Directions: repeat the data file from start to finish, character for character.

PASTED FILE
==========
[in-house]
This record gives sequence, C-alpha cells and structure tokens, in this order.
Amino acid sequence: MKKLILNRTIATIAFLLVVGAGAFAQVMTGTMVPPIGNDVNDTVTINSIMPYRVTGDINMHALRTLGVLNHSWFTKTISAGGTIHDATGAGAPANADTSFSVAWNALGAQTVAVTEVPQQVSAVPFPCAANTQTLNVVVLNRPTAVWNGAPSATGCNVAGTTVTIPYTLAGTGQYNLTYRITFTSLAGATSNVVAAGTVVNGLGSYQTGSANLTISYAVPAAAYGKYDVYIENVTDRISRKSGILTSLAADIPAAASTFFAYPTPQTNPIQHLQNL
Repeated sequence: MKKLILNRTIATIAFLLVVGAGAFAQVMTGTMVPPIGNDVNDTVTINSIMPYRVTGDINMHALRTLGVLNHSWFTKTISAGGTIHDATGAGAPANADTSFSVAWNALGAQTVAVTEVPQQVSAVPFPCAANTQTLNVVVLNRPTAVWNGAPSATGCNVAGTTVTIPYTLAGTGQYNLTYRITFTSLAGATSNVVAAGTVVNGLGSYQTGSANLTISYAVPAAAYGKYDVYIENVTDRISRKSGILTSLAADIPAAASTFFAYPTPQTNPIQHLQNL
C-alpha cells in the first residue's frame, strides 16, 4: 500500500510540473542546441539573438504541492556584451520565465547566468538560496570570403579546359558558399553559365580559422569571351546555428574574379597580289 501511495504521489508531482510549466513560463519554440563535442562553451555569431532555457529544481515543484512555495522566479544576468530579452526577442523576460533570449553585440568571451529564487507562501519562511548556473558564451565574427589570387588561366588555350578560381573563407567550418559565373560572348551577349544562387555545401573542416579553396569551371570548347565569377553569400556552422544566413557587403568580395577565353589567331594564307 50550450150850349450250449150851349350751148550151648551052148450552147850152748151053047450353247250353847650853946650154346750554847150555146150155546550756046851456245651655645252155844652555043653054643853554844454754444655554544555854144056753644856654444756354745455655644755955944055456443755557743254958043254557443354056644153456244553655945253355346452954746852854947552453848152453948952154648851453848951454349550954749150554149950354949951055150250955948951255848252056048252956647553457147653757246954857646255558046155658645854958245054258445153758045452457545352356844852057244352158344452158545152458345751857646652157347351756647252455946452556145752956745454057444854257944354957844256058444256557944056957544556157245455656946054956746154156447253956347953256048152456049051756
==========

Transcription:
[in-house]
This record gives sequence, C-alpha cells and structure tokens, in this order.
Amino acid sequence: MKKLILNRTIATIAFLLVVGAGAFAQVMTGTMVPPIGNDVNDTVTINSIMPYRVTGDINMHALRTLGVLNHSWFTKTISAGGTIHDATGAGAPANADTSFSVAWNALGAQTVAVTEVPQQVSAVPFPCAANTQTLNVVVLNRPTAVWNGAPSATGCNVAGTTVTIPYTLAGTGQYNLTYRITFTSLAGATSNVVAAGTVVNGLGSYQTGSANLTISYAVPAAAYGKYDVYIENVTDRISRKSGILTSLAADIPAAASTFFAYPTPQTNPIQHLQNL
Repeated sequence: MKKLILNRTIATIAFLLVVGAGAFAQVMTGTMVPPIGNDVNDTVTINSIMPYRVTGDINMHALRTLGVLNHSWFTKTISAGGTIHDATGAGAPANADTSFSVAWNALGAQTVAVTEVPQQVSAVPFPCAANTQTLNVVVLNRPTAVWNGAPSATGCNVAGTTVTIPYTLAGTGQYNLTYRITFTSLAGATSNVVAAGTVVNGLGSYQTGSANLTISYAVPAAAYGKYDVYIENVTDRISRKSGILTSLAADIPAAASTFFAYPTPQTNPIQHLQNL
C-alpha cells in the first residue's frame, strides 16, 4: 500500500510540473542546441539573438504541492556584451520565465547566468538560496570570403579546359558558399553559365580559422569571351546555428574574379597580289 501511495504521489508531482510549466513560463519554440563535442562553451555569431532555457529544481515543484512555495522566479544576468530579452526577442523576460533570449553585440568571451529564487507562501519562511548556473558564451565574427589570387588561366588555350578560381573563407567550418559565373560572348551577349544562387555545401573542416579553396569551371570548347565569377553569400556552422544566413557587403568580395577565353589567331594564307 50550450150850349450250449150851349350751148550151648551052148450552147850152748151053047450353247250353847650853946650154346750554847150555146150155546550756046851456245651655645252155844652555043653054643853554844454754444655554544555854144056753644856654444756354745455655644755955944055456443755557743254958043254557443354056644153456244553655945253355346452954746852854947552453848152453948952154648851453848951454349550954749150554149950354949951055150250955948951255848252056048252956647553457147653757246954857646255558046155658645854958245054258445153758045452457545352356844852057244352158344452158545152458345751857646652157347351756647252455946452556145752956745454057444854257944354957844256058444256557944056957544556157245455656946054956746154156447253956347953256048152456049051756